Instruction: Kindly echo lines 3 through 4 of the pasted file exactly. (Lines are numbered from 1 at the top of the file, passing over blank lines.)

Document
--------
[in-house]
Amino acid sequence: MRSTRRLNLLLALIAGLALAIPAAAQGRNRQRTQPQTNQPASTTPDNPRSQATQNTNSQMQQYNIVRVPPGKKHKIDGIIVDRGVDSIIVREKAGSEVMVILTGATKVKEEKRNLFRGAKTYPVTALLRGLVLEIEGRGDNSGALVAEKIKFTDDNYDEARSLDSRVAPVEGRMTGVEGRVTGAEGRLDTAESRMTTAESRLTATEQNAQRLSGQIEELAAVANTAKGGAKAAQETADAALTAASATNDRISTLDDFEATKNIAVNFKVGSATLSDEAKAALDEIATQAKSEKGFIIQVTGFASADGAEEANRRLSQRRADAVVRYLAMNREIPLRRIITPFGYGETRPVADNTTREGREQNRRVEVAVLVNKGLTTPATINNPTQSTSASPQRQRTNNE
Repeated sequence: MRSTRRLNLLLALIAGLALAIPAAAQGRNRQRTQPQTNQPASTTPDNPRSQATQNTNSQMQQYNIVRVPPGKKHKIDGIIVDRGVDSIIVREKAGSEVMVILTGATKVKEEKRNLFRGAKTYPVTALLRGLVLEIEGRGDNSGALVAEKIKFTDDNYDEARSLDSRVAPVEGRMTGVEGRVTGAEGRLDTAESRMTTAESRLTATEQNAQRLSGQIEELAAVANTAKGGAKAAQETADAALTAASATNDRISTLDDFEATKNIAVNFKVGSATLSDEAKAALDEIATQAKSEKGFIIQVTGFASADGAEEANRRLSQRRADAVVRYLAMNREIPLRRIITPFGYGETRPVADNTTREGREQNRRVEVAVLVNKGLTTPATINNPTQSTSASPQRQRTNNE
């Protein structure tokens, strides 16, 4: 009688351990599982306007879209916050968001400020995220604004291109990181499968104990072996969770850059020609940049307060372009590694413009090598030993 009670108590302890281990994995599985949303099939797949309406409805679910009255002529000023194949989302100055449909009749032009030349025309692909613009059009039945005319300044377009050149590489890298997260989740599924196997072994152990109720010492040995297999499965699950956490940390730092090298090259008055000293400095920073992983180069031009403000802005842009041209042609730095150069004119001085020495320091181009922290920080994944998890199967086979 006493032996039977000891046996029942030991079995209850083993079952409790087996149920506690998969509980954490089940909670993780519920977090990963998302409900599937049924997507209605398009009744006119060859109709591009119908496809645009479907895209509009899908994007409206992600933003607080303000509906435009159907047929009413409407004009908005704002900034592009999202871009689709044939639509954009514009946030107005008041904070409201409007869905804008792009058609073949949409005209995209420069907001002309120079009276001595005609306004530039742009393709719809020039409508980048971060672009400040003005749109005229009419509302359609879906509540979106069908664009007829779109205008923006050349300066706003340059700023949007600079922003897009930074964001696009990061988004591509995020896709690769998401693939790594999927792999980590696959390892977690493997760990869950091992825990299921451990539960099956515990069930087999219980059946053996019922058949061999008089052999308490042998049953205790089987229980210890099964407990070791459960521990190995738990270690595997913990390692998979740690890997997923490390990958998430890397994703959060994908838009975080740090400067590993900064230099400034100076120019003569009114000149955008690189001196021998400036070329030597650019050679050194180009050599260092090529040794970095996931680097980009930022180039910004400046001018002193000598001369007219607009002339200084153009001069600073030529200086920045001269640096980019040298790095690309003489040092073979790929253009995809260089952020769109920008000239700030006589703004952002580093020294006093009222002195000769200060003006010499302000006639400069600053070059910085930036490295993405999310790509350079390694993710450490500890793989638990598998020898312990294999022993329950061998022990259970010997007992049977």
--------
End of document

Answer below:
Repeated sequence: MRSTRRLNLLLALIAGLALAIPAAAQGRNRQRTQPQTNQPASTTPDNPRSQATQNTNSQMQQYNIVRVPPGKKHKIDGIIVDRGVDSIIVREKAGSEVMVILTGATKVKEEKRNLFRGAKTYPVTALLRGLVLEIEGRGDNSGALVAEKIKFTDDNYDEARSLDSRVAPVEGRMTGVEGRVTGAEGRLDTAESRMTTAESRLTATEQNAQRLSGQIEELAAVANTAKGGAKAAQETADAALTAASATNDRISTLDDFEATKNIAVNFKVGSATLSDEAKAALDEIATQAKSEKGFIIQVTGFASADGAEEANRRLSQRRADAVVRYLAMNREIPLRRIITPFGYGETRPVADNTTREGREQNRRVEVAVLVNKGLTTPATINNPTQSTSASPQRQRTNNE
């Protein structure tokens, strides 16, 4: 009688351990599982306007879209916050968001400020995220604004291109990181499968104990072996969770850059020609940049307060372009590694413009090598030993 009670108590302890281990994995599985949303099939797949309406409805679910009255002529000023194949989302100055449909009749032009030349025309692909613009059009039945005319300044377009050149590489890298997260989740599924196997072994152990109720010492040995297999499965699950956490940390730092090298090259008055000293400095920073992983180069031009403000802005842009041209042609730095150069004119001085020495320091181009922290920080994944998890199967086979 006493032996039977000891046996029942030991079995209850083993079952409790087996149920506690998969509980954490089940909670993780519920977090990963998302409900599937049924997507209605398009009744006119060859109709591009119908496809645009479907895209509009899908994007409206992600933003607080303000509906435009159907047929009413409407004009908005704002900034592009999202871009689709044939639509954009514009946030107005008041904070409201409007869905804008792009058609073949949409005209995209420069907001002309120079009276001595005609306004530039742009393709719809020039409508980048971060672009400040003005749109005229009419509302359609879906509540979106069908664009007829779109205008923006050349300066706003340059700023949007600079922003897009930074964001696009990061988004591509995020896709690769998401693939790594999927792999980590696959390892977690493997760990869950091992825990299921451990539960099956515990069930087999219980059946053996019922058949061999008089052999308490042998049953205790089987229980210890099964407990070791459960521990190995738990270690595997913990390692998979740690890997997923490390990958998430890397994703959060994908838009975080740090400067590993900064230099400034100076120019003569009114000149955008690189001196021998400036070329030597650019050679050194180009050599260092090529040794970095996931680097980009930022180039910004400046001018002193000598001369007219607009002339200084153009001069600073030529200086920045001269640096980019040298790095690309003489040092073979790929253009995809260089952020769109920008000239700030006589703004952002580093020294006093009222002195000769200060003006010499302000006639400069600053070059910085930036490295993405999310790509350079390694993710450490500890793989638990598998020898312990294999022993329950061998022990259970010997007992049977």